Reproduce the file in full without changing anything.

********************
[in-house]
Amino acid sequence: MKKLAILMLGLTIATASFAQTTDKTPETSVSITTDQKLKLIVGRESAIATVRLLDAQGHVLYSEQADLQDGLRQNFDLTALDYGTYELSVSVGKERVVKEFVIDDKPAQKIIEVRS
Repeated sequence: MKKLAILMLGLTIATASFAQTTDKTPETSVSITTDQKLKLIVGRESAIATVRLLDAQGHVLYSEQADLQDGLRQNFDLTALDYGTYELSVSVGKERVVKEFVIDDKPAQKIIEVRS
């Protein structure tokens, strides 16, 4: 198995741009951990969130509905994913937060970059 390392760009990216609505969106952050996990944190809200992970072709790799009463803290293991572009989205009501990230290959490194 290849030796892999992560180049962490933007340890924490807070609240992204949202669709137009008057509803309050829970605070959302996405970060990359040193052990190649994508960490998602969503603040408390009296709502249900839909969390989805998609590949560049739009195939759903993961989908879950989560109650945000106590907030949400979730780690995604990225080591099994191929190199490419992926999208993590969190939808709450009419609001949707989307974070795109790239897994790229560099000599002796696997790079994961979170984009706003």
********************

[in-house]
Amino acid sequence: MKKLAILMLGLTIATASFAQTTDKTPETSVSITTDQKLKLIVGRESAIATVRLLDAQGHVLYSEQADLQDGLRQNFDLTALDYGTYELSVSVGKERVVKEFVIDDKPAQKIIEVRS
Repeated sequence: MKKLAILMLGLTIATASFAQTTDKTPETSVSITTDQKLKLIVGRESAIATVRLLDAQGHVLYSEQADLQDGLRQNFDLTALDYGTYELSVSVGKERVVKEFVIDDKPAQKIIEVRS
């Protein structure tokens, strides 16, 4: 198995741009951990969130509905994913937060970059 390392760009990216609505969106952050996990944190809200992970072709790799009463803290293991572009989205009501990230290959490194 290849030796892999992560180049962490933007340890924490807070609240992204949202669709137009008057509803309050829970605070959302996405970060990359040193052990190649994508960490998602969503603040408390009296709502249900839909969390989805998609590949560049739009195939759903993961989908879950989560109650945000106590907030949400979730780690995604990225080591099994191929190199490419992926999208993590969190939808709450009419609001949707989307974070795109790239897994790229560099000599002796696997790079994961979170984009706003």